by Shani O. Hilton
Reading my friend Ann Friedman's posts last week on migration reminded me of the magic of slow domestic travel. I've lived in two states (three if you count D.C., which no one does), and seen 33 states—most of them multiple times—during several cross-country car trips from California to various points on the Eastern seaboard and Canada. And forgive me if this sounds corny, but at no other time am I more aware of how much I love this country than while driving through it. The romance is undeniable. (Aside: this may be why I was more than a little heartbroken when I read that Steinbeck's Travels With Charley was probably fictionalized.) While driving isn't always practical or doable—and I've done the cross-country flight a couple dozen times, too—it's really the only way to see the country. And when Ann wrote about going West, it made me think of the last time I left the West.
As I said, I've left the West a bunch of times, usually to return. Fall of 2006 was when I left for good.
For those who are curious, here's how to do it: Head north with your father from Sacramento on I-80 and wind through the mountains, struggling uphill with a new and unfamiliar manual transmission car that's loaded down with all of your boxes and books. Pause in Lake Tahoe (mostly to crack jokes about Bonanza
) before pushing through to Reno for the night because your dad wants to make good time. Stop for tacos in Salt Lake City—a town with wide avenues that are almost empty on the middle of a Tuesday—before getting back on the road. Spend as much time as possible drinking in the Wyoming sky and listen to Johnny Cash
with your feet on the dash. Sleep in a tiny motel in Cheyenne that's off the beaten path and consider yourself to be adventurous. Gas up and caffeinate in a place where men wear real cowboy boots and you feel a little self-conscious because you and your dad are the only black people in the convenience store; feel relieved when the kid who rings you up is pleasant. Get to Nebraska and breathe in the plains, but secretly wish you were going back toward Wyoming. Console yourself with Eva Cassidy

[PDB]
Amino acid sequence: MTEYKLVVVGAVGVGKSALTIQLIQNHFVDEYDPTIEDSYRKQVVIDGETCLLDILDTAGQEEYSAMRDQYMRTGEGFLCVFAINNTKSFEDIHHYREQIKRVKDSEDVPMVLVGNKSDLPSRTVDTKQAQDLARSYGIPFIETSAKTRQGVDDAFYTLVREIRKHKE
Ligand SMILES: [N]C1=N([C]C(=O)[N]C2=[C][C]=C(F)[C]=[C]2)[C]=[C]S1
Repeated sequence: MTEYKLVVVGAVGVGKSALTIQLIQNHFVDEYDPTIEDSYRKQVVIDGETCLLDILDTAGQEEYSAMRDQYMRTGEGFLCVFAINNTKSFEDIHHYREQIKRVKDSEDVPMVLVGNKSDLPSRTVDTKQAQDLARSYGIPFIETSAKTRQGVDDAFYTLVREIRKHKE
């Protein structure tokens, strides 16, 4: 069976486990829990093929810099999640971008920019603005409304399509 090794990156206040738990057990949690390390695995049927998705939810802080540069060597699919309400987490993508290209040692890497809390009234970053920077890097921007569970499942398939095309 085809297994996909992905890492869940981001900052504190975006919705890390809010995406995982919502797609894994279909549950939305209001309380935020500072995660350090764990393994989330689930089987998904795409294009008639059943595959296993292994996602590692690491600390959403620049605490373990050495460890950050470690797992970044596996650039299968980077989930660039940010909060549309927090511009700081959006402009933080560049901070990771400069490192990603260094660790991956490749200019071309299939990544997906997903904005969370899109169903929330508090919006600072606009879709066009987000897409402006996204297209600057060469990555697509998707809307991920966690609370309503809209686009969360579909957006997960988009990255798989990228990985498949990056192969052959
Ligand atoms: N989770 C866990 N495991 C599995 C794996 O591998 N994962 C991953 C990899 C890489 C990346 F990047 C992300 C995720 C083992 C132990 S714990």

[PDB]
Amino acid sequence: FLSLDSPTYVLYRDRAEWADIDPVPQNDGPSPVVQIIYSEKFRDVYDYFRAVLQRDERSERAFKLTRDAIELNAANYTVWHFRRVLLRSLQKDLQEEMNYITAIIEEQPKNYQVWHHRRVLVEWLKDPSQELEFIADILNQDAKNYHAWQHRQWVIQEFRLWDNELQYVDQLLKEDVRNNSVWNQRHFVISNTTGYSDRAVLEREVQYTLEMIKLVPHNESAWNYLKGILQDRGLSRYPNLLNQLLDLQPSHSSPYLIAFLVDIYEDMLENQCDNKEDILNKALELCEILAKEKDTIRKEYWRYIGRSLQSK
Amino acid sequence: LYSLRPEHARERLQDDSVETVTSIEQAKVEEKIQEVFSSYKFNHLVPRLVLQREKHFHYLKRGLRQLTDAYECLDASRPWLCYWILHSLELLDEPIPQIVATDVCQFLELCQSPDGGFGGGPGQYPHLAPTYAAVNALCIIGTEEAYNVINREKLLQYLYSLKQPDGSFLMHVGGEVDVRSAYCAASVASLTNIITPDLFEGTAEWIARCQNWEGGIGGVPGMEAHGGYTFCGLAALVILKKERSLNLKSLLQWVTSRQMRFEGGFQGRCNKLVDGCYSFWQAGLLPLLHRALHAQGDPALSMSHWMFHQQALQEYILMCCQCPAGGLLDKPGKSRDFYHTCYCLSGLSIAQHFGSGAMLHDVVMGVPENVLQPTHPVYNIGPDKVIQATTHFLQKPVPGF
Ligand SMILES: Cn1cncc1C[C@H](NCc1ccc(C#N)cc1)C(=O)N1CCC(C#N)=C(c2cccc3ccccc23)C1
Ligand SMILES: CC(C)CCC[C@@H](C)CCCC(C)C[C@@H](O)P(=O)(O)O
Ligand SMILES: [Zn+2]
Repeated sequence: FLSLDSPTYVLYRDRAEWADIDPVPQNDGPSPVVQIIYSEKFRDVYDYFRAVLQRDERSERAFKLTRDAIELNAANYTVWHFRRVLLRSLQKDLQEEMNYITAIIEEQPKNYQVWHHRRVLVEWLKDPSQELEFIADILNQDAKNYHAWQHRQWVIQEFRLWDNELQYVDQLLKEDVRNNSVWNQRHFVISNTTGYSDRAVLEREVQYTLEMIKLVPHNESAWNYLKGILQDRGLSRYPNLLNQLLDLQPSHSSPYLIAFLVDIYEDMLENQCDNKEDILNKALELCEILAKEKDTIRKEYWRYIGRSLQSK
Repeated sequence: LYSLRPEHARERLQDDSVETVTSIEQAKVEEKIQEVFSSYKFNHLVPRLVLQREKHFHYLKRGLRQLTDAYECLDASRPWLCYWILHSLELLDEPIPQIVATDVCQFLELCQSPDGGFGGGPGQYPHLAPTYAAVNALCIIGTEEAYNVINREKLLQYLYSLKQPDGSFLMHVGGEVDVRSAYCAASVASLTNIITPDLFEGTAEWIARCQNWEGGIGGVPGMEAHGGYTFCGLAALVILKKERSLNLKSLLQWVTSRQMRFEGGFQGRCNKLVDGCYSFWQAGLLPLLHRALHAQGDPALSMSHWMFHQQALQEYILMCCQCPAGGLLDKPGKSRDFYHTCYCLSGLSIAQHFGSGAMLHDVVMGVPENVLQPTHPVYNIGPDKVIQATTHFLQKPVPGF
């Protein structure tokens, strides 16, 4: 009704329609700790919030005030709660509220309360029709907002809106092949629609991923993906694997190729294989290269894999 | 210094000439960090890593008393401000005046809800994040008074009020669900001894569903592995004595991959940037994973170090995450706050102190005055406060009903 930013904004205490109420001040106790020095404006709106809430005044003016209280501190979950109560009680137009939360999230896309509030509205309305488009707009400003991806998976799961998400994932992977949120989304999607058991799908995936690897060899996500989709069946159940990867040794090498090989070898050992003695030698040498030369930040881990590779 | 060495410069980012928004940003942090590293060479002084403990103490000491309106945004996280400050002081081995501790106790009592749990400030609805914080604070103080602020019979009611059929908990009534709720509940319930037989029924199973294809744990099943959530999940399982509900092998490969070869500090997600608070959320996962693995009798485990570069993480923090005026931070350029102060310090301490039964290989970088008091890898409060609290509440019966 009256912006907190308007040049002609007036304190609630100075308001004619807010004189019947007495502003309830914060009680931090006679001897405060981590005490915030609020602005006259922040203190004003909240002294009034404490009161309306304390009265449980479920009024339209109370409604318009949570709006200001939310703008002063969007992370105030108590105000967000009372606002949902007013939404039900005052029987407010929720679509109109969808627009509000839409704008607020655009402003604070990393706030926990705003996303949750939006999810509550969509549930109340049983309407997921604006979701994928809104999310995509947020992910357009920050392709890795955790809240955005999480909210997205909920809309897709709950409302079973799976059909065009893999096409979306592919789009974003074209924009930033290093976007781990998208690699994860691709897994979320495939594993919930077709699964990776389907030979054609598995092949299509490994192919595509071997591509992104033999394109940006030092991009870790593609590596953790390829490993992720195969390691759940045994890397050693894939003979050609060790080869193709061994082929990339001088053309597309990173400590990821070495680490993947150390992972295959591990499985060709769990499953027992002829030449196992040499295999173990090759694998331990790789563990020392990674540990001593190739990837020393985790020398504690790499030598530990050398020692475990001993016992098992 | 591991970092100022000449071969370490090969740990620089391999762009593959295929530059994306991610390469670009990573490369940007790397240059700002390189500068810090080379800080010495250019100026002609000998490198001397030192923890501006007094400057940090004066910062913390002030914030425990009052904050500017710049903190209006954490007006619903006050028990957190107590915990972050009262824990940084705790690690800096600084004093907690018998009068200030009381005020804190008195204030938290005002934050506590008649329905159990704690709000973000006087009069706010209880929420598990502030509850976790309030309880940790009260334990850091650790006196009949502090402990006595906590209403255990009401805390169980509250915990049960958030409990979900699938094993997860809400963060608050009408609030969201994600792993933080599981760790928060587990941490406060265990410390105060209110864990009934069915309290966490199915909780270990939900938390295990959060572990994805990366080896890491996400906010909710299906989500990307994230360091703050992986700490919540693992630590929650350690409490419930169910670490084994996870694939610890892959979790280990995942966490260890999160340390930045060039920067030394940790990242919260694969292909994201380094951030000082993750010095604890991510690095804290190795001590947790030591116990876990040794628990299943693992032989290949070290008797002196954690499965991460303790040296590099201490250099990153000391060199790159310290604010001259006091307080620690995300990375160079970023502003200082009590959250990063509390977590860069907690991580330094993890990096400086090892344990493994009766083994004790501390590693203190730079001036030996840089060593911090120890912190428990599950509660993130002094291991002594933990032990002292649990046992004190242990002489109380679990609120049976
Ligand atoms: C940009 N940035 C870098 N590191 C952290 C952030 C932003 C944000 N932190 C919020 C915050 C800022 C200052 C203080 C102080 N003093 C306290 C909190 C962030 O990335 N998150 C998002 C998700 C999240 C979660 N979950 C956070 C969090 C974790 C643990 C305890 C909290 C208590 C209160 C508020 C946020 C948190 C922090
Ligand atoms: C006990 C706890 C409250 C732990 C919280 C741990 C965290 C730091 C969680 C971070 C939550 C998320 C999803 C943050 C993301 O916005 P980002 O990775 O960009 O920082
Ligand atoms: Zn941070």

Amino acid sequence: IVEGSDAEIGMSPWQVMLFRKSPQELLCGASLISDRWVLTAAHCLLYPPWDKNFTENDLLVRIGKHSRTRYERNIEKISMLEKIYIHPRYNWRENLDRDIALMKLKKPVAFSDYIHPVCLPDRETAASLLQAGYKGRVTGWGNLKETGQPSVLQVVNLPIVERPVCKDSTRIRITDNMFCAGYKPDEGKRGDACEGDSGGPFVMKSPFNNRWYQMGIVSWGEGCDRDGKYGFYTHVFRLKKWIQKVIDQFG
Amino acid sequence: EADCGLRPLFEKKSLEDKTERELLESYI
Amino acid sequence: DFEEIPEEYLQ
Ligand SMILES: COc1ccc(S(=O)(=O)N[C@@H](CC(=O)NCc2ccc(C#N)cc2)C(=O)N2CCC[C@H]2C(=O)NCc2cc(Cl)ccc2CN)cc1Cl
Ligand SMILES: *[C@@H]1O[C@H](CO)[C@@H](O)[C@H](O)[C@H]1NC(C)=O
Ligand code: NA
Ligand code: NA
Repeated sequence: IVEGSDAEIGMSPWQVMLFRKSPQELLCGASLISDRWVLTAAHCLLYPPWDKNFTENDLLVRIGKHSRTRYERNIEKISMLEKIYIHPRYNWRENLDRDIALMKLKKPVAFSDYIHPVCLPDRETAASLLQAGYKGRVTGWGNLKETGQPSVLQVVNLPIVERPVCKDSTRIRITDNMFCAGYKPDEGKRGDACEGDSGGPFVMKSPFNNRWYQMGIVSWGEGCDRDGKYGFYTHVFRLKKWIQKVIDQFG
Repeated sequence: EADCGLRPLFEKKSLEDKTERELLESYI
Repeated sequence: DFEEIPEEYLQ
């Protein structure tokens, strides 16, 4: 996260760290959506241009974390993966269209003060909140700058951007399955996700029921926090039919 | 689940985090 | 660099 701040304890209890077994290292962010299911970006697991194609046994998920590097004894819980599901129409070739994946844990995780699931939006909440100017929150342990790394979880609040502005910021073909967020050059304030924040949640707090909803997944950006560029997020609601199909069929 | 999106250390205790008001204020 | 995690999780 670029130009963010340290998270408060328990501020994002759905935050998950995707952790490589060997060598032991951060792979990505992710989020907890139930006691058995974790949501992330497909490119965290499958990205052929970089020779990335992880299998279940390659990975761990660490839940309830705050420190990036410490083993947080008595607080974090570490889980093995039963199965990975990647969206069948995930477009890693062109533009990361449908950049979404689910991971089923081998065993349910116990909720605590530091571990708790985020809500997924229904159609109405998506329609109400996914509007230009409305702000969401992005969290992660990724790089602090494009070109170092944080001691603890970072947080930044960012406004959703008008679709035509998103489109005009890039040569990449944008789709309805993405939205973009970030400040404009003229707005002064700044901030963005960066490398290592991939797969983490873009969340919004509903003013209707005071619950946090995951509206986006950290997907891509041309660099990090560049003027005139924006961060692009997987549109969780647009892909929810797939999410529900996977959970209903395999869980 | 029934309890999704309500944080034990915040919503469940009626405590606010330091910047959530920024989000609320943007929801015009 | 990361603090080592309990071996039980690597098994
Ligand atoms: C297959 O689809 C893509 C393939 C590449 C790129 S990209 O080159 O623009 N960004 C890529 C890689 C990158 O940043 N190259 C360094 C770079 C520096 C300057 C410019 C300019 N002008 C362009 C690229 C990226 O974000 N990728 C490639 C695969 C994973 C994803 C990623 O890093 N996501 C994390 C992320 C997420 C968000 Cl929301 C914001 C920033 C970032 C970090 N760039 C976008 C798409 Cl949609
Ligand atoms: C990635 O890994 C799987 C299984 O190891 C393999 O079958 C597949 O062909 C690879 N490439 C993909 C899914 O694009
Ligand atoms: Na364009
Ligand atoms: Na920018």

Get to Iowa, think "huh," and offer to drive for a while since you don't know much about it and would rather see it than nap. Head south toward Peoria, IL and hear your dad wish there was enough time to see Chicago. Settle for a couple of hours at the Barnes & Noble in Normal, then take a stroll on the campus of one of his alma maters, Illinois State University. Pick a fight because you are both tired and because you are so over
years and years visiting college campuses while on road trips even though this is the first such stop on this trip. Wait 15 minutes and then apologize. By the time you get to Indianapolis it will seem like you are driving through the same suburbs you have seen everywhere your whole life. Listen to The Stylistics
. Decide that Ohio (sorry Buckeyes) is just more Indiana (sorry Hoosiers).
You will start to feel excited when you hit the hills of Pennsylvania, and like you can breathe better. Maybe it's because driving up feels like driving toward something, or maybe because of all of your family road trips, the best ones happened way above sea level (except for Death Valley, but that is the exception). Get lost for the first time, in a tiny town on a river, briefly. Once you find your way out, and New Jersey is in reach, it's time to put on Erykah
to get you to your destination. It will be raining a bit—the only rain you've seen over the last 4.5 days—and that will be fitting because you're going to cry a little when you drop your dad off at the airport. Drive to your new home while listening to Joni Mitchell
and thinking about Wyoming.
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is a national correspondent for The Atlantic
, where he writes about culture, politics, and social issues. He is the author of The Beautiful Struggle
, Between the World and Me,
and We Were Eight Years in Power